AgriGold Agrnomist Reports: If Corn Stands Aren’t Uniform, Likely Leaving Yield On The Table

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Results from AgriGold Agronomist Joe Stephan’s emergence trials: Ears from plants first to emerge are grouped on the left, ears from plants that emerged 12 hours later are in the middle and ears from plants that emerged 24 hours later are on the right.

 

 

Farmers have countless options when it comes to products and techniques promising yield bumps, but AgriGold Agronomist Joe Stephan says farmers’ first priority should be uniform stands. “Getting a uniform stand is the closest thing to a silver bullet we have,” he says.

Stephan conducted emergence trials during 2022 with a group of farmers who were focused on achieving higher yields. The study results prompted those farmers to rethink yield potential and some of their methods.

Poor performance can often be traced back to poor emergence

“An uneven stand is the biggest yield-limiting factor in my area of the eastern Corn Belt where tight soils mean we often fight wet, cold conditions that delay emergence,” Stephan explains. “It can take several days to reach desired populations, and in some years, partial stands force replant decisions.”

Disappointing results can often be traced back to the day a corn crop was planted or the weather that came right after, according to Stephan, who defines an even stand as all plants emerging within a 24-hour period. “If you have that, the sky is the limit on yield.”

Trial participants used flags to mark emergence.

Stephan encouraged trial participants to grade themselves on whether they got the planter and seedbed conditions needed for a good stand. “My goal isn’t to tell farmers they’re doing a great or a poor job,” he says. “My goal is they grade themselves on how they’re doing with their investments and help them find solutions to reduce those yield-limiting factors.”

Emergence impacts kernel counts and kernel weight

During the wet 2022 growing season, farmers in Stephan’s area planted much of the corn crop during the second and third week of May. Consequently, farmers were scrambling to get seed in the ground and, in some cases, were unable to wait for ideal conditions. The corn crop generally emerged quickly, but even among those first to emerge, Stephan reports variability in ear size and consistency from the less-than-ideal soil conditions as well as fodder in the root zone with some of the corn-on-corn acres.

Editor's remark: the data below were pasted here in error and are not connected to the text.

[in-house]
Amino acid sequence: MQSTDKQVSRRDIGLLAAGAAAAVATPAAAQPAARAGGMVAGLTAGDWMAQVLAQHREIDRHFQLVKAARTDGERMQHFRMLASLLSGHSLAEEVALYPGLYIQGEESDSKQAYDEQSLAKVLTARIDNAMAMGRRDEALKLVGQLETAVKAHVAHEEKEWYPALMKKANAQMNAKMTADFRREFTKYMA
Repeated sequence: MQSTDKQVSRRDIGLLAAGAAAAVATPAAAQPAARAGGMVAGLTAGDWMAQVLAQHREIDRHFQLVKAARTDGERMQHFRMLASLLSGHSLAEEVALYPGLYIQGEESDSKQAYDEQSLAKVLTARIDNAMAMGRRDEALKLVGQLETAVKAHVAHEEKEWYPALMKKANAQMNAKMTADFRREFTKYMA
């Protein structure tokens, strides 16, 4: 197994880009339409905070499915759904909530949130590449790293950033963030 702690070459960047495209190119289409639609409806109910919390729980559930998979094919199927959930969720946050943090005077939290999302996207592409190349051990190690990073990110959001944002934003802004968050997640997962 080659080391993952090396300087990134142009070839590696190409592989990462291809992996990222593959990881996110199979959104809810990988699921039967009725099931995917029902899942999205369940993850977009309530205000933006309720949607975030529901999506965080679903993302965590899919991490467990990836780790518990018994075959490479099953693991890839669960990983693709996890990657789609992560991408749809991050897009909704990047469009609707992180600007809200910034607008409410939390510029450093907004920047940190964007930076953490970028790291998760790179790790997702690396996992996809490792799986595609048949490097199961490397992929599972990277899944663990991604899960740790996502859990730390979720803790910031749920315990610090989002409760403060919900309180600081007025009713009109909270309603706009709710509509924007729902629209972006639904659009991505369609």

For one farmer who planted in wet conditions and had uneven stands, the variance between plants that emerged first versus those that emerged three days later was particularly striking. The field still performed well with an average yield topping 250 bushels an acre, so his perception was wet conditions had a limited impact on yield. But Stephan’s emergence trials signaled otherwise.

Stephan shelled and weighed the dried kernels and found an actual yield of 392.7 bushels per acre for the plants first out of the ground. “In this case, the first day to emerge took less than 58,000 kernels to make a bushel,” he details. On the other hand, Day 4 emergers yielded 198.1 bushels per acre and took over 96,000 kernels to make a bushel. Stephan says the dramatic difference shows “it’s not only kernel count that’s better when crops emerge uniformly, but also the kernel weight.”

The farmer was blown away by the dramatic difference in kernel size and yield between the first-emerging corn plant and the late emerger that indicated yield was left on the table. While waiting for better conditions may not have been in the cards, Stephan says the data shifted his perception about what the field should yield and drove home the significance of uniform emergence.

Tips for achieving even stands

To achieve even stands, Stephan says, “It’s important to realize your capabilities and try to do the best you can.” That includes recognizing the strengths and weaknesses of your planter and tillage equipment and investing to ensure they are operating properly.

“Pay attention to genetic families and hybrids with strong emergence ratings and have a plan in place for placing those hybrids on the right acre,” Stephan advises, adding an AgriGold agronomist can be a helpful resource. He plans on diving deeper this season and breaking kernels per bushel down by their Field GX families.

“Monitor weather forecasts and field conditions and understand the capability of your soils,” he continues. “If you must plant in less-than-ideal conditions, recognize and adjust for those penalties.”

For more tips for getting your corn crop off to a vigorous, uniform start, reach out to your local AgriGold agronomist.

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